Forschungszentrum Küste (FZK) Forschung Projekte im GWK
WAVESLAM - Wave Slamming Forces on Truss Structures in Shallow Water

WAVESLAM - Wave Slamming Forces on Truss Structures in Shallow Water

© Forschungszentrum Küste
Leitung:  Professor Ove T. Gudmestad, UiS und Associate Professor Øivind A. Arntsen
Jahr:  2013
Förderung:  HYDRALAB IV - Transnational Access
Bemerkungen:  6 Wochen


 A consortium headed by the University of Stavanger, Norway (UiS) and the Norwegian University of Science and Technology, Trondheim, Norway, (NTNU)  is carrying out experiments to investigate the slamming forces from plunging breaking waves on truss structures in shallow water. The consortium partners are:

 1. Norwegian University of Science and Technology, Norway.

2. University of Stavanger, Norway

3. University of Gdansk, Poland.

4. University of Rostock, Germany

5. Reinertsen AS, engineering consulting company, Trondheim, Norway.

 Additionally, five companies/institutions have decided to join the research project WAVESLAM:  Areva Wind, DNV, NORCOVE, NOWITECH and Statoil.


 Wind turbine foundation structures in shallow water may be prone to slamming forces from breaking waves in shallow water, typically plunging breaking waves.

Currently there are models available to estimate the highest impact forces from plunging breaking waves on monopods.   Reinertsen A/S, Trondheim, has been involved in the design of a truss support structure for wind turbines on the Thornton Bank, Belgian Coast. Plunging breaking waves has been specified for this area. Calculations, based on model for monopods, show that the forces from the plunging breaking waves are governing the responses of the structure and the foundations.  

 However, there are considerable uncertainties when applying the models for monopods for truss structures on the calculated plunging breaking wave forces.

 The objective of the proposed research is to investigate the slamming forces from plunging breaking waves on truss structures in shallow water, e.g. bottom mounted support structures for wind turbines and to improve the method to calculate those forces through model tests in large scale.

Model test set-up

 Following small scale (1:50) model tests at NTNU a 1:8 scale model of the truss structure is constructed and will be tested at the Large Wave Flume.

Although the tests will not be for a specific truss structure, we have in mind a structure similar to the one that Reinertsen Engineering has designed for the Thornton bank.  We know that the slamming forces from plunging breaking waves governs the design of this structure.

 There will be wave measurements at 15 locations and water particle measurements with Acoustic Doppler Velocity meter (ADV). It is always tricky to measure water particle velocities in breaking waves because of the entrained air. We will therefore also calculate the water particle velocities numerically with a computer program specifically developed for this purpose. This program will be validated by data taken by LDV for plunging breaking waves on a uniformly sloping bottom. We have obtained these data from Prof. Jim Kirby from the University of Delaware, USA.  The measured water particle velocities in the Large Wave Channel will then serve to validate the program for a different bottom configuration, at least in areas where water particle measurements cannot be carried out, due to air entrainment.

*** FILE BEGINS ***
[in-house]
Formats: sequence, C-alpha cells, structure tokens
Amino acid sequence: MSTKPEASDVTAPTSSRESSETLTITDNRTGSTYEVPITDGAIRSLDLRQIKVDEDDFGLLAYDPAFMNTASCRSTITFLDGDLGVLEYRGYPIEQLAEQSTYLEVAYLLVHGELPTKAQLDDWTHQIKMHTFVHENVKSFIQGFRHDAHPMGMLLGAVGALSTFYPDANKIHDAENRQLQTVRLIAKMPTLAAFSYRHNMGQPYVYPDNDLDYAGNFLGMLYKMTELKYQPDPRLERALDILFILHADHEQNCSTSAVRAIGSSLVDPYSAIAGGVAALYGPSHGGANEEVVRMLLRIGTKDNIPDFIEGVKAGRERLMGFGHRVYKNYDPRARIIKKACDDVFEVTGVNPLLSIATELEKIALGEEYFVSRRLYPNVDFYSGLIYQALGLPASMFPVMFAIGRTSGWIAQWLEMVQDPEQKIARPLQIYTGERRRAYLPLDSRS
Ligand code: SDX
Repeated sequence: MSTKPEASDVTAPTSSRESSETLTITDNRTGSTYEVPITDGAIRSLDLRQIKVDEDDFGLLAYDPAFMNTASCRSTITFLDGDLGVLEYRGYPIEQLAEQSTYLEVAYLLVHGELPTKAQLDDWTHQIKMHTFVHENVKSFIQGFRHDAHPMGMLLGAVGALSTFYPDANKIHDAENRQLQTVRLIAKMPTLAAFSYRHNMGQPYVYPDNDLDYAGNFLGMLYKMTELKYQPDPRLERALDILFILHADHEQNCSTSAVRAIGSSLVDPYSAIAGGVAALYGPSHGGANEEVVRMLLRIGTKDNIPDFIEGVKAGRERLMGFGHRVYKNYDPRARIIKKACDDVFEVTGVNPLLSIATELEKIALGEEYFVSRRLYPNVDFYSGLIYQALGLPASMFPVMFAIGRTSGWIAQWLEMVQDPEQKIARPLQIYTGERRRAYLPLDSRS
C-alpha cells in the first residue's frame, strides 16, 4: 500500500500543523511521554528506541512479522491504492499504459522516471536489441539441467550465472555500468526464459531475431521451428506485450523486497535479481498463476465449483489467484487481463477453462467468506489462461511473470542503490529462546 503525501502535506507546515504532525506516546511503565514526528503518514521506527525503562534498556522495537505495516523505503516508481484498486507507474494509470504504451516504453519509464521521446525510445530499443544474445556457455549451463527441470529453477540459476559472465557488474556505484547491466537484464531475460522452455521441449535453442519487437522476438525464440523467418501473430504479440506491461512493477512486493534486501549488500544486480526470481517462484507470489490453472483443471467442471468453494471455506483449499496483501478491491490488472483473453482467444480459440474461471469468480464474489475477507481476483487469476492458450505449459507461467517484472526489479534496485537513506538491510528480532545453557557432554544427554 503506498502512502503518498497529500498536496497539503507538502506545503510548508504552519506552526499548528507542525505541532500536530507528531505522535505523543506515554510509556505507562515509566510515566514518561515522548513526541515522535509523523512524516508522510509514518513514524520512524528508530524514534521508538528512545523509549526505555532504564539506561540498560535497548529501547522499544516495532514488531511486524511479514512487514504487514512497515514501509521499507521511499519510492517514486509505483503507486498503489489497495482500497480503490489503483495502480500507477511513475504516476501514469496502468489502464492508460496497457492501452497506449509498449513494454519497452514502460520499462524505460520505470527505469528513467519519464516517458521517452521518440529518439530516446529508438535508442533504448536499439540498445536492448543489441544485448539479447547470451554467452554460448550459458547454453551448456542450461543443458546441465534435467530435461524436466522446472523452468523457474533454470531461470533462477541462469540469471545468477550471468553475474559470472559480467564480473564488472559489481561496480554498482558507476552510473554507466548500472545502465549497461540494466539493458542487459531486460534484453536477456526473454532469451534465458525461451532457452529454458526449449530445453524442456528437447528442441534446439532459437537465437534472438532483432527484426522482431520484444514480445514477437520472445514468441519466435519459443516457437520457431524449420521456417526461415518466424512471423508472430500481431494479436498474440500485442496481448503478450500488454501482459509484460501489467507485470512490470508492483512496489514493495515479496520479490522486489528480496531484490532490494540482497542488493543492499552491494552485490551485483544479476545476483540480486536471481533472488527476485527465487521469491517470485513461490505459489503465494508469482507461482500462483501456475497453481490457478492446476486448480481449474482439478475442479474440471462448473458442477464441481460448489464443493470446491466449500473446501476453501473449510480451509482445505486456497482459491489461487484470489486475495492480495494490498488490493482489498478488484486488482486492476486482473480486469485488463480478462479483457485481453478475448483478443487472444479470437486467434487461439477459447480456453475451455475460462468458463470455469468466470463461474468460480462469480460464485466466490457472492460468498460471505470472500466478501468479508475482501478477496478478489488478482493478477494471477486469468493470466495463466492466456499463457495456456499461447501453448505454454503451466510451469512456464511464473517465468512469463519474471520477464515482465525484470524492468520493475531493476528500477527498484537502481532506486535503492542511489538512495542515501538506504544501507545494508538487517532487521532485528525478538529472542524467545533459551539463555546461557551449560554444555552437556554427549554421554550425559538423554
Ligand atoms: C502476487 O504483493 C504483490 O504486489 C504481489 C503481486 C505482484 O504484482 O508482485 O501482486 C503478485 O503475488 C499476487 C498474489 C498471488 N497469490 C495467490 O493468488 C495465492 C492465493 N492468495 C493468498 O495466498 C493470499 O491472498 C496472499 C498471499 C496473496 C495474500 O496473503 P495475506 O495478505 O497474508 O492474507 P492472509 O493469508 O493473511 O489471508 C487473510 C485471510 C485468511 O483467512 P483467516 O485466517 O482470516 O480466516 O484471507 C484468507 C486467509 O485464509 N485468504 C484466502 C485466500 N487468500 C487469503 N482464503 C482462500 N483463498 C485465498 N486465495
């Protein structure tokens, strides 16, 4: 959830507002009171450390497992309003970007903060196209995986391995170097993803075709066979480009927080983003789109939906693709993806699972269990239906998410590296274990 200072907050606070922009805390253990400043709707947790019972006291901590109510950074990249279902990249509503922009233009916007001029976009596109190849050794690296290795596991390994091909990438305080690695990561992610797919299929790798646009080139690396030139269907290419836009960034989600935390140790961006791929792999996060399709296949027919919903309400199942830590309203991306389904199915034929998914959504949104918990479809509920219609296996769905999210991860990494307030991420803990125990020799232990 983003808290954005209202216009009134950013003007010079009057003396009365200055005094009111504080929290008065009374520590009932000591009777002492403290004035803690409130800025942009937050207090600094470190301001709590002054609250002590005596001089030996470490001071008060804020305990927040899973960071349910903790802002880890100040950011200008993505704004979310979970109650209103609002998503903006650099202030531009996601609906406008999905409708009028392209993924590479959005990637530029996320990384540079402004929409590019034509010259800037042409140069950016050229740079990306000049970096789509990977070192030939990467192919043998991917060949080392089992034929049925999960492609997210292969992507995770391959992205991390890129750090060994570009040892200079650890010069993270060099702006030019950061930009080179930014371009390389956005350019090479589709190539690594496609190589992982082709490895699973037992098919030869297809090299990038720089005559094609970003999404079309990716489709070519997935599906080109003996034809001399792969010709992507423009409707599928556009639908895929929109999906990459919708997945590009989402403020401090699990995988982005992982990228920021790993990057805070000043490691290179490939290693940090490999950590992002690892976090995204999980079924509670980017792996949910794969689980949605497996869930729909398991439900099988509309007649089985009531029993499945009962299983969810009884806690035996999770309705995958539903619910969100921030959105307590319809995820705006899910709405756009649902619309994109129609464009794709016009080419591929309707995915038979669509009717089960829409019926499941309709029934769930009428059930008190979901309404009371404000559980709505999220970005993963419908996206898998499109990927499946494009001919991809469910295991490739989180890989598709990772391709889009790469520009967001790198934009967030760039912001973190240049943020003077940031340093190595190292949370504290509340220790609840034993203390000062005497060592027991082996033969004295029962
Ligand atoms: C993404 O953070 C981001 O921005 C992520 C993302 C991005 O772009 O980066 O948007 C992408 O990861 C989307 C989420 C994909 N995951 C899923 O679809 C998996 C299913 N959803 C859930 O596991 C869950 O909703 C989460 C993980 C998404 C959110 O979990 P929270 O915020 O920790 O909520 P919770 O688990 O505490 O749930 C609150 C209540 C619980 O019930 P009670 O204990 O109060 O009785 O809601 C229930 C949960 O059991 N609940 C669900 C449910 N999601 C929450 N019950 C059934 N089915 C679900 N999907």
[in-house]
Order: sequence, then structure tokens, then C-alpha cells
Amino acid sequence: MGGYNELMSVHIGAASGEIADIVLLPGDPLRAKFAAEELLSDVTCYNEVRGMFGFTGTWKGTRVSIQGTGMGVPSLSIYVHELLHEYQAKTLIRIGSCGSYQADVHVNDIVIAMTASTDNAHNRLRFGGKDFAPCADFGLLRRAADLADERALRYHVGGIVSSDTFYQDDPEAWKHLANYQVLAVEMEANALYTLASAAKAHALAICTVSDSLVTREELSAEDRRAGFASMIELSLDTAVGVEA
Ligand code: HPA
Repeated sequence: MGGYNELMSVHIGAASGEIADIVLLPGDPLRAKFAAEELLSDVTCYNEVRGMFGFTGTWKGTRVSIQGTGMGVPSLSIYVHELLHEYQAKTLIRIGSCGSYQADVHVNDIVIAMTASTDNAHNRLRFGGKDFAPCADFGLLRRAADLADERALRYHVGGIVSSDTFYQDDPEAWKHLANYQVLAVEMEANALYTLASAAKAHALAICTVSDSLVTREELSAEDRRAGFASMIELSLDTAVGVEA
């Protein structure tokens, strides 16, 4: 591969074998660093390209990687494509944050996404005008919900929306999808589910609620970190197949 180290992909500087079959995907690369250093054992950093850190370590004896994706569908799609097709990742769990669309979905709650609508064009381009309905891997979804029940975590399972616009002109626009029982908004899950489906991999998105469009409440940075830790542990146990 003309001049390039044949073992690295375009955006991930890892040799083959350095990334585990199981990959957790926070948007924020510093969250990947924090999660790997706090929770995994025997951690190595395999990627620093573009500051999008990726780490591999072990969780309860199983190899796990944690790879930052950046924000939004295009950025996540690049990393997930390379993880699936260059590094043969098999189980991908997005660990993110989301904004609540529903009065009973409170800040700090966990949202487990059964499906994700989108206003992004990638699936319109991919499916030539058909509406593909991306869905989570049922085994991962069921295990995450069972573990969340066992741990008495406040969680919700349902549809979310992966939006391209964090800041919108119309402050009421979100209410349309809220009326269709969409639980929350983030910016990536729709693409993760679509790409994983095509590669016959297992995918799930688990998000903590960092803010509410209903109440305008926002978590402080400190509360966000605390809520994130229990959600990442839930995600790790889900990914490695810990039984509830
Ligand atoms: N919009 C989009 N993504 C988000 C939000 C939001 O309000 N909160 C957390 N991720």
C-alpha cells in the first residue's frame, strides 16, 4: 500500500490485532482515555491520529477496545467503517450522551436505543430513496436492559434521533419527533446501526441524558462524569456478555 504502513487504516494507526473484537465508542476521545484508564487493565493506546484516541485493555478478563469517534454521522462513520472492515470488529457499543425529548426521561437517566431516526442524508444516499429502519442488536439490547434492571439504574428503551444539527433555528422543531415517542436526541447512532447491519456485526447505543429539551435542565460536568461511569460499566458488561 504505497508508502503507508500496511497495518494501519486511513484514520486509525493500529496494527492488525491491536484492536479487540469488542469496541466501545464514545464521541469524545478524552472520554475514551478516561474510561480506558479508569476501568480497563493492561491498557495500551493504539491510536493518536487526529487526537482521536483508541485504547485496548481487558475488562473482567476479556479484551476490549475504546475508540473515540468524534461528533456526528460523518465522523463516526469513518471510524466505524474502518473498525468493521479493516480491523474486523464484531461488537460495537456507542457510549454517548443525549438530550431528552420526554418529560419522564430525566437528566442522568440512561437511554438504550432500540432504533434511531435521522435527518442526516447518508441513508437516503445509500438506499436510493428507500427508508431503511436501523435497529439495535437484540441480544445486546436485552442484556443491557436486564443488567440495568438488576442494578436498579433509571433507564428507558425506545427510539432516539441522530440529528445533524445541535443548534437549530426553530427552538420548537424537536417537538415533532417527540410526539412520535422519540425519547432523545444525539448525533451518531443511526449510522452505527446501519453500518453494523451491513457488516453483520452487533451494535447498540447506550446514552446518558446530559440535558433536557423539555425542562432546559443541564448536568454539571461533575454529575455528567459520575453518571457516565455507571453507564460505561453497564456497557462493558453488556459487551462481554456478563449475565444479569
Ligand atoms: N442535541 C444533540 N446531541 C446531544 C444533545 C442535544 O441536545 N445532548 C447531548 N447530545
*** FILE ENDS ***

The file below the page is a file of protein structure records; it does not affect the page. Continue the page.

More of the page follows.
The structure is equipped with a total of 12 two-axis force transducers distributed along six bracings of the structure. 10 force transducers mounted in 40 mm high sections on the front legs will give information of the vertical distribution of the forces.

 The majority of the tests will be carried out with regular waves of a range of frequencies and wave heights. The reason for that is that the slamming forces vary significantly from wave to wave. The reason for this variation is not precisely known, but it is believed it is due to small variations from wave to wave in the front slope of the plunging breaking waves. Some tests with irregular waves will also be considered.


The analysis of the force data is challenging because the set-up is not “perfect” as there will be dynamic effects for such short duration slamming forces, e.g. we measure a response and have to reveal what forces caused that response. Different methods will be considered: 1. Duhamel integral method (used by Wienke and Oumeraci (2005), Arntsen et al. (2011))  2. A method used by Määttänen (1979), Tørum (2012). 3. Methods used by Kai Irschik for his PhD on the subject of wave slamming forces (personal communication from prof. Oumeraci, University of Braunschweig,  to Alf Tørum).

Once the forces have been revealed they will be analyzed in view of the wave kinematics.

Resulting publications

Rausa, I.E.; Muskulus, M.; Arntsenc, Ø.A.; Wåsjø, K. (2015): Characterization of wave slamming forces for a truss structure within the framework of the WaveSlam project. 12th Deep Sea Offshore Wind R&D Conference, EERA DeepWind'2015.

cited References

Arntsen, Ø., Ros, X. and Tørum, A. (2011): Impact forces on a vertical pile from plunging breaking waves. Proceedings of the international  conference Coastal Structures 2011.     

Määttänen, M. (1979): Laboratory tests for dynamic ice-structure interaction. Proceedings “Port and Ocean Engineering under Arctic Conditions” (POAC), Norwegian Institute of technology, 1979.

Tørum, A. (2012): Analysis of force response data from tests on a model of a truss structure subjected to plunging breaking waves. Preliminary note.

Wienke, J. and Oumeraci, H. (2005): Breaking wave impact forces on vertical and inclined slender pile – theoretical and large scale model investigations. Coastal Engineering, Elsevier, 52 (2005), pp 435 – 462.